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Sonoma Family Life Magazine

Should Your Kids See a Family Physician or a Pediatrician?

By Tanni Haas

An important decision that all parents face is choosing between a family doctor and a pediatrician. How do you decide which type of physician is right for you, since both are qualified to take care of your kids? Let’s look at each in turn.

Pediatricians are primary care physicians who specialize in kids’ physical and mental health. They spend four years in medical school and complete an additional three years of pediatric residency to become pediatricians. A board-certified pediatrician is someone who’s passed the exam of the American Board of Pediatrics. They have to retake that exam every five years to remain certified.

Family doctors are also primary care physicians but, unlike pediatricians, they do their medical residency in multiple areas, including general surgery, emergency medicine, obstetrics, and also pediatrics. This training qualifies them to treat patients of all ages. They become certified by passing the exam of the American Board of Family Medicine and must retake that exam or participate in the Family Medicine Certification Longitudinal Assessment every ten years to stay certified. 

So, how do you choose? Choose a pediatrician if:

You’re looking for specialized care for your kids. Pediatricians are trained to diagnose and treat all kinds of childhood illnesses. For these reasons, pediatricians can take care of your kids all the way from infancy to their teens.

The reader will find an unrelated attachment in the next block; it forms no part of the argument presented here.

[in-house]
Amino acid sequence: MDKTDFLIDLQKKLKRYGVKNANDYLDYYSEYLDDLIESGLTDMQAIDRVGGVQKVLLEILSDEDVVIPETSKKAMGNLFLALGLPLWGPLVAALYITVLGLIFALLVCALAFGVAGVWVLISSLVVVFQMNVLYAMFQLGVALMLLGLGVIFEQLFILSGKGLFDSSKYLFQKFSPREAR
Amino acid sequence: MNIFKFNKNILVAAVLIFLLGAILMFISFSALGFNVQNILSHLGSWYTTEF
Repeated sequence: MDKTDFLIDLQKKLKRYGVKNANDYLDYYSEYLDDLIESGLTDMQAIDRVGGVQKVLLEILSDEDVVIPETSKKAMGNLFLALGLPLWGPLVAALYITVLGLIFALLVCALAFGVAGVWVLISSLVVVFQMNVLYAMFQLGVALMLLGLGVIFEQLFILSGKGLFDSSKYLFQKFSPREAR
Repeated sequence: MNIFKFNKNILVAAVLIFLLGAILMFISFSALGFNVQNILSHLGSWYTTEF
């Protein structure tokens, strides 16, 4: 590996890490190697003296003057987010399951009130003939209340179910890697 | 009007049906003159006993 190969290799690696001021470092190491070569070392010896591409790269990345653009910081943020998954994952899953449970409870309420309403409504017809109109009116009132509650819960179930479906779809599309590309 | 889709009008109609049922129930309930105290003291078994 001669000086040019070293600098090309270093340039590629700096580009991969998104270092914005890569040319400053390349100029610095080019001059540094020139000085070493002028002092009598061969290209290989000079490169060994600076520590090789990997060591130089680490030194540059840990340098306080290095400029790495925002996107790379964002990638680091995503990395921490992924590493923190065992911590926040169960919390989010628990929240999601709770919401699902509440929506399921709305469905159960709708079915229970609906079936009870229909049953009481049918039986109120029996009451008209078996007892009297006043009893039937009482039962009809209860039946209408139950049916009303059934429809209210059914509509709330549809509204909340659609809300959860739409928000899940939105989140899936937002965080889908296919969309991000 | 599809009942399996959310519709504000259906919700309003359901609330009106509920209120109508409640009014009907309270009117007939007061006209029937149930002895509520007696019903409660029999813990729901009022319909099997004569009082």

You want a physician with expertise in child development. If you have concerns that your kids may have certain developmental delays, a pediatrician would be a good choice. 

You want a physician who’s good at relating to kids. Pediatricians are experienced at interacting with young people. They can identify symptoms kids have a hard time expressing, and they know how to speak with kids at their level. 

You like a kid-friendly office environment. Pediatricians often have warm and cozy offices that are furnished with kid-size furniture, books, and toys. If your kids are apprehensive around strangers and need a lot of comfort to relax, choose a pediatrician. 

Pediatricians are great, and so are family doctors. Choose a family doctor if:

You like your physician to know your entire family’s medical history. A family doctor knows the medical history of each individual family member and has all the relevant medical records. This is especially useful when certain hereditary conditions or illnesses run in your family. 

You like your physician to be well-rounded. A family doctor is exposed to all kinds of ailments during their years of practice. So, if you like your physician to be able to diagnose and treat a variety of illnesses, a family doctor is well-suited for this role.

You like to have one place to go when someone in your family gets sick. Should two or more of your family members get sick, say with the flu, it’s convenient to have a single place to go together instead of having to drive around town to several medical offices.

You’d like your kids to continue seeing the same physician when they grow up. Unlike a pediatrician who typically stops seeing patients when they turn 18–21, a family doctor will continue to see your kids when they become adults, assuring a continuity of care. 

Tanni Haas, PhD, is a college communications professor.